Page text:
In some cases, it may be desirable to assay the viability and/or functionality of the cells prior to encapsulation to confirm their suitability for use, e.g., in transplantation. This can be accomplished using a variety of methods known in the art. For example, the cells can be stained using vital stains, such as, e.g., trypan blue or ethidium bromide or acridine orange. In preferred embodiments, a population of cells suitable for transplantation is at least about 50%, at least about 75%, at least about 95%, or at least about 99%, viable. In other embodiments, the morphometric characteristics of the cells can be determined as a measure of the suitability of cells for use in implantation.

Alternatively, cells can be assayed for the presence of certain cell surface markers (e.g. pancreatic progenitor or hormone secreting cell markers) or functionality (e.g. production of insulin or other pancreatic hormones) to determine if they are suitable for use in transplantation (see e.g. US 7,534,608).

Implantation of the device in vivo

Once the cells have been encapsulated in the device, the device can be implanted into a living animal, e.g. a mammal (such as a human or non-human mammal). The devices may be implanted in various sites, including under the skin (e.g. subcutaneously). Alternatively, the device may be implanted at an intrathecal, intracerebral, intraosseous, or intraperitoneal site.

Typically the device is immobilized at an implantation site to maintain the encapsulated cells at the implantation site and permit diffusion of, for example, an expressed and secreted therapeutic agent from the implantation site. In one embodiment, the implantation site is at, or in close proximity to, a tissue or organ which is focus of the treatment. In other aspects, where delivery of the secreted agent from the device is not location dependent (e.g. where the therapeutic agent may be effectively secreted into the systemic circulation), the device can be implanted in a remote location. For example, in preferred embodiments, the encapsulation device is implanted subcutaneously under the skin on e.g. the forearm, flank, or back, or leg, where it remains until it is surgically removed.

Following implantation, the encapsulated cells typically differentiate towards a particular cell type which provides a useful effect. The differentiated cells found within the device have applications in various fields of research and development including but not limited to drug discovery, drug development and testing, toxicology, production of cells for therapeutic purposes as well as basic science research. Such cell types may express molecules that are of interest in a wide range of research fields, such as cytokines, growth factors, cytokine receptors, extracellular matrix, transcription factors, secreted polypeptides and other molecules, and growth factor receptors.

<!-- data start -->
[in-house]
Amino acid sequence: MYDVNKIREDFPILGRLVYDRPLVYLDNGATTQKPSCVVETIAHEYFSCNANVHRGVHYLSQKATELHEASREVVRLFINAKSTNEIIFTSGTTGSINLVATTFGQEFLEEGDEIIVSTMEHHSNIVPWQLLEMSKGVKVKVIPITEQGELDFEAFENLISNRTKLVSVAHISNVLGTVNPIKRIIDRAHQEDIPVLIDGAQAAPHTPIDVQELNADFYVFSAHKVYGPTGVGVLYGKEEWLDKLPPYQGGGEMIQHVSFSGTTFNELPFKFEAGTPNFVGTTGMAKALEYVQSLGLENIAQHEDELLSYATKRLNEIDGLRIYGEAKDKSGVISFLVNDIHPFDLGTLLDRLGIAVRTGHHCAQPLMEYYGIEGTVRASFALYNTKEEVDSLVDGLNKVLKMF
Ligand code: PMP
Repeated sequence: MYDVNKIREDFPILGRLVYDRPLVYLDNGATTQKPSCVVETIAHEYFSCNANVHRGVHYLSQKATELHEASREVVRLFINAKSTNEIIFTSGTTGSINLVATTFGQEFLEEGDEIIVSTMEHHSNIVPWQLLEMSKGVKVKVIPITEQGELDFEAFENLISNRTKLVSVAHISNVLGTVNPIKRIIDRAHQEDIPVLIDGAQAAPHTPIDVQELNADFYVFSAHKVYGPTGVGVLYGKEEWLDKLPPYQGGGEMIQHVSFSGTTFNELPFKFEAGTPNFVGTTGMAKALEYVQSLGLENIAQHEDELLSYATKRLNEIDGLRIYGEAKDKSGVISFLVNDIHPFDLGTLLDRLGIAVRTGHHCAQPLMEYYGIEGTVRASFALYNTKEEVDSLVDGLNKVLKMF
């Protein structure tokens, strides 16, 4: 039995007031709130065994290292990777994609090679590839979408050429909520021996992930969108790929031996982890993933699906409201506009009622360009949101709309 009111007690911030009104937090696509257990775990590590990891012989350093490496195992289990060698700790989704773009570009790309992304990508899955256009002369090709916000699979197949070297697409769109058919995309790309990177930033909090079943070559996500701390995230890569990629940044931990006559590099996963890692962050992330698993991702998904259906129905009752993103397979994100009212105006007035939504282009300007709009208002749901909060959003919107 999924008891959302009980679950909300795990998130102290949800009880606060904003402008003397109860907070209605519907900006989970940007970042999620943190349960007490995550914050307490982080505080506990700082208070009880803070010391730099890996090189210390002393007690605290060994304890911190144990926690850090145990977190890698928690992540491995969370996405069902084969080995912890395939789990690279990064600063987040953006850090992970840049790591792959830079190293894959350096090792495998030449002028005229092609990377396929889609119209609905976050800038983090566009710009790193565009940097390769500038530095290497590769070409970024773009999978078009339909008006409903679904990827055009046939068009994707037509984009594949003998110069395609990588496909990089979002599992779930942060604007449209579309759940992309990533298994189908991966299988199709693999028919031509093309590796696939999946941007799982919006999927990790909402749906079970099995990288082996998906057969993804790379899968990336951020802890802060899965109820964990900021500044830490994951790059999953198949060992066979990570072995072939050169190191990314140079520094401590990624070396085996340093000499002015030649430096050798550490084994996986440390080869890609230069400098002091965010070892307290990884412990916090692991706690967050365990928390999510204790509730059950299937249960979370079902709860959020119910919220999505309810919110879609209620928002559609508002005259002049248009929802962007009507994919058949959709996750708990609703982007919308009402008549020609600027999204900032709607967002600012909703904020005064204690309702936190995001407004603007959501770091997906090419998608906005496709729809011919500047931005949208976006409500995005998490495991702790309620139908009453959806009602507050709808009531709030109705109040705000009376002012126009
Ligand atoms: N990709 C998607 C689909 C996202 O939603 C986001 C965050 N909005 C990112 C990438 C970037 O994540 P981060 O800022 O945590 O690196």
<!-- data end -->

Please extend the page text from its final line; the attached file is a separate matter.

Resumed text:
Thus in one embodiment, non-human mammals implanted with an encapsulation device as described herein may be used as animal models to study disease and/or treatment of disease. Alternatively, the differentiated cells may be extracted from the device (e.g. after removal of the implanted device from the animal) and used for further in vitro applications, e.g. in in vitro studies of disease. In either case, in some embodiments the encapsulated cells may be derived from a different species to the host animal. For example, the encapsulated cells may be human and the host animal may be non-human, e.g. a rodent such as a mouse or rat, or another species of experimental mammal.

In further embodiments, the implanted devices may be used directly in the treatment or prevention of a disease in the host animal. Alternatively, differentiated cells extracted from a first host animal implanted with the device may be used in the treatment of a disease in a second subject animal, e.g. following introduction of the extracted differentiated cells into the second animal. The animal to be treated may be a mammal such as a human.

In particular embodiments, the encapsulated cells may be used in the treatment of a metabolic disorder. For example, diabetes, or one or more symptoms thereof, can be ameliorated or reduced for a period of time following implantation of the device comprising suitable encapsulated cells into a subject suffering from diabetes. In such embodiments, the encapsulated cell is typically a pancreatic progenitor cell or population, a PDX1 -positive pancreatic progenitor cell or population, an endocrine precursor cell or population, a poly or singly-hormonal endocrine cell, an insulin-producing pancreatic beta islet cell or any other precursor thereof.

In some embodiments, the cells survive in vivo in the encapsulation device after implantation for at least one hour, one day, one week, one month, three months, six months, or a year or more with a functionality that represents at least 50%, 75%, 95%, or 99% or more of the function expressed at the time of implantation or at the time the cells are fully matured or reach a maximal level of function, e.g. in the case of implantation of progenitor cells which need to further develop or mature to functional cells in vivo. Functionality may be measured typically based on the production or activity of a biological agent of interest, e.g. in the case of pancreatic beta islet cells or their precursors, the production of insulin or an effect on glucose clearance.